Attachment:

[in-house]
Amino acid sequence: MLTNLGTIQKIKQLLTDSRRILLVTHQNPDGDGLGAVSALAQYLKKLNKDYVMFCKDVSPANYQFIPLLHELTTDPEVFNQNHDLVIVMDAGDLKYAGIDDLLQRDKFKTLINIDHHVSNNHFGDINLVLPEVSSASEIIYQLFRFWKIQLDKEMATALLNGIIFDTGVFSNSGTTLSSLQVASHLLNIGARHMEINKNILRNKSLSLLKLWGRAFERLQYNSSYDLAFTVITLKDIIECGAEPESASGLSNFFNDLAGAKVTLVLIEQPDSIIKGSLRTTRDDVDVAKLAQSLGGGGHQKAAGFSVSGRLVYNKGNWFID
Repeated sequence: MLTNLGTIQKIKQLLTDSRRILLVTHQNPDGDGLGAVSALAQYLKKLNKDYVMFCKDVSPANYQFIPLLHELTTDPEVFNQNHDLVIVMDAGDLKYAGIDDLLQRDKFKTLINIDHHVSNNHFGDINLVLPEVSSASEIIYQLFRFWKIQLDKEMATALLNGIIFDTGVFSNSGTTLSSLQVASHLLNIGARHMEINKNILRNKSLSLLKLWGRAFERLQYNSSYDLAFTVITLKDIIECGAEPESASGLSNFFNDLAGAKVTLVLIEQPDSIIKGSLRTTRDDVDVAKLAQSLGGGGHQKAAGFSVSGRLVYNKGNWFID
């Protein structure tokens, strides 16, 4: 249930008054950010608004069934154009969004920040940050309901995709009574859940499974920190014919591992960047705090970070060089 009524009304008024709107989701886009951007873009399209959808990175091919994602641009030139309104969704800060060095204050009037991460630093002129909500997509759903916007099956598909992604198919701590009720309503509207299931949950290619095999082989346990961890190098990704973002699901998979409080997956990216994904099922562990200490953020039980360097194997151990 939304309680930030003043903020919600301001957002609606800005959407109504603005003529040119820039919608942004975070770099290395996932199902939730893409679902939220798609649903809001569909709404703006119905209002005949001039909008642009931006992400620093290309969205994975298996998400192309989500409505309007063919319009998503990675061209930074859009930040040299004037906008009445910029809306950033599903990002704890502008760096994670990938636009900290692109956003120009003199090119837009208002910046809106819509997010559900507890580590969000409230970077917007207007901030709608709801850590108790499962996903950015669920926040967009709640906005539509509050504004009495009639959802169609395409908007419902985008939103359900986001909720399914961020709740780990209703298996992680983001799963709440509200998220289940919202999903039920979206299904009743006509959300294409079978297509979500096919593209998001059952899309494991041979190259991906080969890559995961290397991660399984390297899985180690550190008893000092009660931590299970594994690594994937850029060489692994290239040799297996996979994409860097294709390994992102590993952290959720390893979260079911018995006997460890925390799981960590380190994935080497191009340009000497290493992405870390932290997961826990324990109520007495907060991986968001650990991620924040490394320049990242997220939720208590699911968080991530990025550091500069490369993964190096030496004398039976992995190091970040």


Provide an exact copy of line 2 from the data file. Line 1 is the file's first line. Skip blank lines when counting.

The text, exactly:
Amino acid sequence: MLTNLGTIQKIKQLLTDSRRILLVTHQNPDGDGLGAVSALAQYLKKLNKDYVMFCKDVSPANYQFIPLLHELTTDPEVFNQNHDLVIVMDAGDLKYAGIDDLLQRDKFKTLINIDHHVSNNHFGDINLVLPEVSSASEIIYQLFRFWKIQLDKEMATALLNGIIFDTGVFSNSGTTLSSLQVASHLLNIGARHMEINKNILRNKSLSLLKLWGRAFERLQYNSSYDLAFTVITLKDIIECGAEPESASGLSNFFNDLAGAKVTLVLIEQPDSIIKGSLRTTRDDVDVAKLAQSLGGGGHQKAAGFSVSGRLVYNKGNWFID